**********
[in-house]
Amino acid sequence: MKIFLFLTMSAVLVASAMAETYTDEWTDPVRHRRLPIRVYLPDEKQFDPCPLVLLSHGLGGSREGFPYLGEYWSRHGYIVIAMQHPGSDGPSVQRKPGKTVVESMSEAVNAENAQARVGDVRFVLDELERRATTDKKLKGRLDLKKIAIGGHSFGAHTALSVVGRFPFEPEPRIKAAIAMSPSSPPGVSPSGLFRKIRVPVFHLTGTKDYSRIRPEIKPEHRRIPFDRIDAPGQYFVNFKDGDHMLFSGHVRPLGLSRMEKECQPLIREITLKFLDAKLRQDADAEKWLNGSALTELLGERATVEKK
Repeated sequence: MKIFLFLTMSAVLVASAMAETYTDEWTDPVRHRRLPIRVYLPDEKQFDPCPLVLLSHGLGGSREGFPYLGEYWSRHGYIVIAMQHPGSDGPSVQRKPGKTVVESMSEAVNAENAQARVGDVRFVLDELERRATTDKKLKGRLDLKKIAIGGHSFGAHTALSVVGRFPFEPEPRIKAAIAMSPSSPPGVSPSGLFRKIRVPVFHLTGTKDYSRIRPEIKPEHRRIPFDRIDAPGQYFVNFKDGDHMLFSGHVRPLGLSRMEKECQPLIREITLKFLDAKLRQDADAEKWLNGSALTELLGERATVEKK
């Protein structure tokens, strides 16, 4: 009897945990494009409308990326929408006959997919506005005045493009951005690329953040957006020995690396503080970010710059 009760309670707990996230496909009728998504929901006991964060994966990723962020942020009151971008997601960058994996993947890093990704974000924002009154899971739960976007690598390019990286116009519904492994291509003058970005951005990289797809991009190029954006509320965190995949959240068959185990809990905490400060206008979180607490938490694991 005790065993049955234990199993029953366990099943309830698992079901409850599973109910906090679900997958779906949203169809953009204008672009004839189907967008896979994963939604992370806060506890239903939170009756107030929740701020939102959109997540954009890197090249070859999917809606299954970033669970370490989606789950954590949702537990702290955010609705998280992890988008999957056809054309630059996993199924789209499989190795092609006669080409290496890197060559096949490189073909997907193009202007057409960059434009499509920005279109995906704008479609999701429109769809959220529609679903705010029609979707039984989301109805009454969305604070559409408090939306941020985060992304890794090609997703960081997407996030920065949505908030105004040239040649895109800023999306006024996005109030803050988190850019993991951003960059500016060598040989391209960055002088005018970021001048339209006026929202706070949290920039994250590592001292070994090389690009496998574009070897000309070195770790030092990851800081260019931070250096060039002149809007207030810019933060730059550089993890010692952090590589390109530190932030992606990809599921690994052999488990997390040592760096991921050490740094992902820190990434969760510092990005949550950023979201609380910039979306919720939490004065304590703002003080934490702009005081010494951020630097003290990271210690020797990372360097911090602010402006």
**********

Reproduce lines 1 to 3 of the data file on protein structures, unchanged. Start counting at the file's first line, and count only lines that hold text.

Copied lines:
[in-house]
Amino acid sequence: MKIFLFLTMSAVLVASAMAETYTDEWTDPVRHRRLPIRVYLPDEKQFDPCPLVLLSHGLGGSREGFPYLGEYWSRHGYIVIAMQHPGSDGPSVQRKPGKTVVESMSEAVNAENAQARVGDVRFVLDELERRATTDKKLKGRLDLKKIAIGGHSFGAHTALSVVGRFPFEPEPRIKAAIAMSPSSPPGVSPSGLFRKIRVPVFHLTGTKDYSRIRPEIKPEHRRIPFDRIDAPGQYFVNFKDGDHMLFSGHVRPLGLSRMEKECQPLIREITLKFLDAKLRQDADAEKWLNGSALTELLGERATVEKK
Repeated sequence: MKIFLFLTMSAVLVASAMAETYTDEWTDPVRHRRLPIRVYLPDEKQFDPCPLVLLSHGLGGSREGFPYLGEYWSRHGYIVIAMQHPGSDGPSVQRKPGKTVVESMSEAVNAENAQARVGDVRFVLDELERRATTDKKLKGRLDLKKIAIGGHSFGAHTALSVVGRFPFEPEPRIKAAIAMSPSSPPGVSPSGLFRKIRVPVFHLTGTKDYSRIRPEIKPEHRRIPFDRIDAPGQYFVNFKDGDHMLFSGHVRPLGLSRMEKECQPLIREITLKFLDAKLRQDADAEKWLNGSALTELLGERATVEKK